In 2017 ALCS Game 4 on October 17 in Yankee Stadium, Sonny Gray matched zeroes with Lance McCullers, Jr. through five, but a leadoff walk and catcher’s interference in the sixth led to three Astros runs, and Carlos Beltran doubled off Chad Green in the seventh to make it 4-0. But then Aaron Judge’s home run started a two-run rally in the bottom half, then his double and one off the bat of Gary Sanchez propelled the four-run rally in the eighth that brought home the 6-4 victory. Didi Gregorius tripled and singled in the two rallies as well.
It looked like anything but the sweep it would become when the Yanks were down in the seventh inning of World Series Game One vs. the San Diego Padres on October 17, 1998. But Chuck Knoblauch hit a three-run homer to tie it, and Tino Martinez drilled a grand slam. The Yanks won the game, 9-6 behind David Wells, beating Kevin Brown, who would serve in Pinstripes six years later, though not happily.
Brian Doyle collected another three hits as did Series MVP Bucky Dent, and the Yanks won the 1978 Classic on October 17 by taking their fourth straight game over the Dodgers, this one by a 7-2 score.
I can’t improve on Michael Kay’s call when he invited Yankee fans to “take a ride on the subway” on October 17, 2000, as David Justice‘s three-run bomb to the upper deck in right was the crippling blow in a 9-7 ALCS-clinching win over the Seattle Mariners. It set up a Yankees vs. Mets confrontation in a Subway Series.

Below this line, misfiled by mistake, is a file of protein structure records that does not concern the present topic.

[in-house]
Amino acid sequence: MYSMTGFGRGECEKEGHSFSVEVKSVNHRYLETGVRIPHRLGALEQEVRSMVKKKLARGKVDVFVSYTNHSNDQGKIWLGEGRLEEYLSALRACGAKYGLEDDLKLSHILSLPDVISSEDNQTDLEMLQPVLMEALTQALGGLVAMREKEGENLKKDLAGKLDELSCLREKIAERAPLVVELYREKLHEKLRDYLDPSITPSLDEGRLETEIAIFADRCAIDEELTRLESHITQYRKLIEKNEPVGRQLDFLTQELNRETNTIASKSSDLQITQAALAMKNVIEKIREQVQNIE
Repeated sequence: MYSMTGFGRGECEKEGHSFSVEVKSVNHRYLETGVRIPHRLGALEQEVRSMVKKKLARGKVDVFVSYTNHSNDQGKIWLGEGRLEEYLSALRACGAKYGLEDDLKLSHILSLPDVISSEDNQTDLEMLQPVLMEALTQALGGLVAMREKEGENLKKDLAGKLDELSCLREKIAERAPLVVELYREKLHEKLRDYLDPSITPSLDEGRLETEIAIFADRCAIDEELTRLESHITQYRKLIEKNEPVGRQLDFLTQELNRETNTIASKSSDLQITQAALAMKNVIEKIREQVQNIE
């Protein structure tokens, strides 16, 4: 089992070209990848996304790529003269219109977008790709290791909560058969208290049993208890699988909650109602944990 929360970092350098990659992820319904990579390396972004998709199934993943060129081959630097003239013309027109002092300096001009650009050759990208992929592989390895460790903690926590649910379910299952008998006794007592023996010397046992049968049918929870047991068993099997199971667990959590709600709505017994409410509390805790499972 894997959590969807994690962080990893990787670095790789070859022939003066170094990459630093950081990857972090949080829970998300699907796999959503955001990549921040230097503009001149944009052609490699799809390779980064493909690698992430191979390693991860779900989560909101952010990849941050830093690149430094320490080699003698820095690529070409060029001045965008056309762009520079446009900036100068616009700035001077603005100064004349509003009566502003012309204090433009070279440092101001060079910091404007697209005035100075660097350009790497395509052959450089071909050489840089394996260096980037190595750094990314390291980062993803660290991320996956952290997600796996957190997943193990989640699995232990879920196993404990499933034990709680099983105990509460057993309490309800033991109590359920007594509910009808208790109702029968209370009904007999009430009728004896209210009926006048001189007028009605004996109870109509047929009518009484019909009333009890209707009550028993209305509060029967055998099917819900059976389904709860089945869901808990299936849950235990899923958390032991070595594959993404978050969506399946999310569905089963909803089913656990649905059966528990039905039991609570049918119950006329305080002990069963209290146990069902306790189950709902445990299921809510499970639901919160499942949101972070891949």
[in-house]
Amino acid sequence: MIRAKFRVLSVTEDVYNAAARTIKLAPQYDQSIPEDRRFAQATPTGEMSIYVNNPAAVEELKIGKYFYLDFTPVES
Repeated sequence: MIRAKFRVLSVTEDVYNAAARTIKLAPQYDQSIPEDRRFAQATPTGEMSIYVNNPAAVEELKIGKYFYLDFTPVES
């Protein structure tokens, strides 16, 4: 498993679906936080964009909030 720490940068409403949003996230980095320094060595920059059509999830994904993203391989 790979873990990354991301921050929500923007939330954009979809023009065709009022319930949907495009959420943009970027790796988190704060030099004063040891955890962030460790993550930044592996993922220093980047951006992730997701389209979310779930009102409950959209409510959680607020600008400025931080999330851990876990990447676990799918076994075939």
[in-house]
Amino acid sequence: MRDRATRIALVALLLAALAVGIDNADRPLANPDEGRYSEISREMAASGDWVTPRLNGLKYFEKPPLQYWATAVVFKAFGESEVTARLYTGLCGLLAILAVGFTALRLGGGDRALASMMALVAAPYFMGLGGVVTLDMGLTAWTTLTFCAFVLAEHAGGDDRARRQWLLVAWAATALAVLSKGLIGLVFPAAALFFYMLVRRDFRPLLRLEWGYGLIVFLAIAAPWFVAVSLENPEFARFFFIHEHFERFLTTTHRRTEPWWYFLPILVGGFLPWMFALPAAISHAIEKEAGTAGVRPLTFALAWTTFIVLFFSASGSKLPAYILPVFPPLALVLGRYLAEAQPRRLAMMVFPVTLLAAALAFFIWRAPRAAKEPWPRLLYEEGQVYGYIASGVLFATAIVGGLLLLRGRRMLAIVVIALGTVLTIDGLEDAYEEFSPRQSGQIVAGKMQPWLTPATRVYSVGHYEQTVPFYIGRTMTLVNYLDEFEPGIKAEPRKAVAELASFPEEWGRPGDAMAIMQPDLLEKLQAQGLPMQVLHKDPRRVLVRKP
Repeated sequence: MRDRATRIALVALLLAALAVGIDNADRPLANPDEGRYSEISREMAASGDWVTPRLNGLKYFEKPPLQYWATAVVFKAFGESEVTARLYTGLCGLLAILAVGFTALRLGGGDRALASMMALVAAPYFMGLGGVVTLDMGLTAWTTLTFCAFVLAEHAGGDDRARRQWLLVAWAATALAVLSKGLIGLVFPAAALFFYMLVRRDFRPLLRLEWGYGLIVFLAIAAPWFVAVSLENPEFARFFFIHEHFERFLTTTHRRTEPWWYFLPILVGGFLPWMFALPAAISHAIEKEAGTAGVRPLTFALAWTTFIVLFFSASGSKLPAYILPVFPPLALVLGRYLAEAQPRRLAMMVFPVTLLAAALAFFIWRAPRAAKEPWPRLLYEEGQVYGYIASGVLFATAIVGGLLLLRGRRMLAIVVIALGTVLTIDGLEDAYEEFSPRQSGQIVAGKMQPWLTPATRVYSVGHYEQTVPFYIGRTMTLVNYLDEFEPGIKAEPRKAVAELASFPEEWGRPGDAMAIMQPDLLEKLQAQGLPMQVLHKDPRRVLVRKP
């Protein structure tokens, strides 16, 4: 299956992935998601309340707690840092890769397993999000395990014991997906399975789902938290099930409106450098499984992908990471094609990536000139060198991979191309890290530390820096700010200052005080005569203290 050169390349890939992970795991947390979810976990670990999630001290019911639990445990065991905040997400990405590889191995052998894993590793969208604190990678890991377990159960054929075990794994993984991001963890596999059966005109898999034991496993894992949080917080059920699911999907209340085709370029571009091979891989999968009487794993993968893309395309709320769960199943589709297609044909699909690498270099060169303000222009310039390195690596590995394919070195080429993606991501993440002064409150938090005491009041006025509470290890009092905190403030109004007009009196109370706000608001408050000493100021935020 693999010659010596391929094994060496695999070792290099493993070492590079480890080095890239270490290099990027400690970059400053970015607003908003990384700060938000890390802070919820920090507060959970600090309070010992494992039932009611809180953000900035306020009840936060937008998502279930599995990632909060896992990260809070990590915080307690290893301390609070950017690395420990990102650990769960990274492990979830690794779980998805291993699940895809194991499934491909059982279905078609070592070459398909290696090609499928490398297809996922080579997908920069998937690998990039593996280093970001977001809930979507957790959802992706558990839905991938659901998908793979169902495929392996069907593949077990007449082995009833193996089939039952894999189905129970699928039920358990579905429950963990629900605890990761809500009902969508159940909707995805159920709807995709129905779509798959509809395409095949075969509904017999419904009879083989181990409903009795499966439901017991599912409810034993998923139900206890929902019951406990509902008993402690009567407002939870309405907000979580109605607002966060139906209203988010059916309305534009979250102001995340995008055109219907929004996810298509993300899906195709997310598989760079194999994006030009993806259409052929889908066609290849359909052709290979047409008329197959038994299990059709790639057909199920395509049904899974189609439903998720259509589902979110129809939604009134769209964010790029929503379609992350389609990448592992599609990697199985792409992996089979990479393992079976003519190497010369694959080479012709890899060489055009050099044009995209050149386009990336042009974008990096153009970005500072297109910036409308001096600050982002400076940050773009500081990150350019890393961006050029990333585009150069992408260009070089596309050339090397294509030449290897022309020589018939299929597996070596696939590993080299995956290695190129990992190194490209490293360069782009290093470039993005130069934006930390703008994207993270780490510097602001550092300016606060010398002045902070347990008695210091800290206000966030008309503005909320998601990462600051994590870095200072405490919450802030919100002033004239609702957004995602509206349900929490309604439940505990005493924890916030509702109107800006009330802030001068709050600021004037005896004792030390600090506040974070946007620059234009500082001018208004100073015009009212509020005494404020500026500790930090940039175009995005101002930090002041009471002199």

October 17, 1964, had a soap opera feeling in the Bronx, as the Bombers fired Manager Yogi Berra after the seven-game loss to the Cardinals in the World Series. A subplot developed, as St. Louis skipper Johnny Keane resigned his position, only to be hired by the Yankees.
On October 17, 1929, the Yankees named former hurler Bob Shawkey to manage the 1930 club following the death of Miller Huggins just weeks before. While the third-place finish Shawkey achieved in his only year piloting the Bombers was not horrible, he is dwarfed in Yankee lore by 11-year manager Huggins before him and the 16-year Joe McCarthy regime that followed.
On the ledger of October 17 Yankee deaths is righthander Jack Powell (1944), who won 31, lost 32, and saved one game for the 1904-1905 Highlanders in 84 games (68 starts). Joining Powell in this respect is super fan Freddy Schuman, “Freddy Sez,” (2010), who delighted the home fanbase for years with his tricolored rooting signs, big spoon and pan, which he invited one and all to strike while rooting the team on.
Lefty hitting power hope (for a time) Dan Pasqua (1961), who smacked 42 homers and garnered 112 rbi’s in Pinstripes from 1985 through 1987, is the first of two birthdays we’ll mention. Third baseman Red Rolfe (1908) spent his entire major league career with the Yanks between 1931 and 1942, delivering 69 homers and 497 rbi’s. Rolfe played on six Yankee World Series teams; they won five. In 1939, he was first in the league in hits, runs, and doubles, and sixth in batting at .329.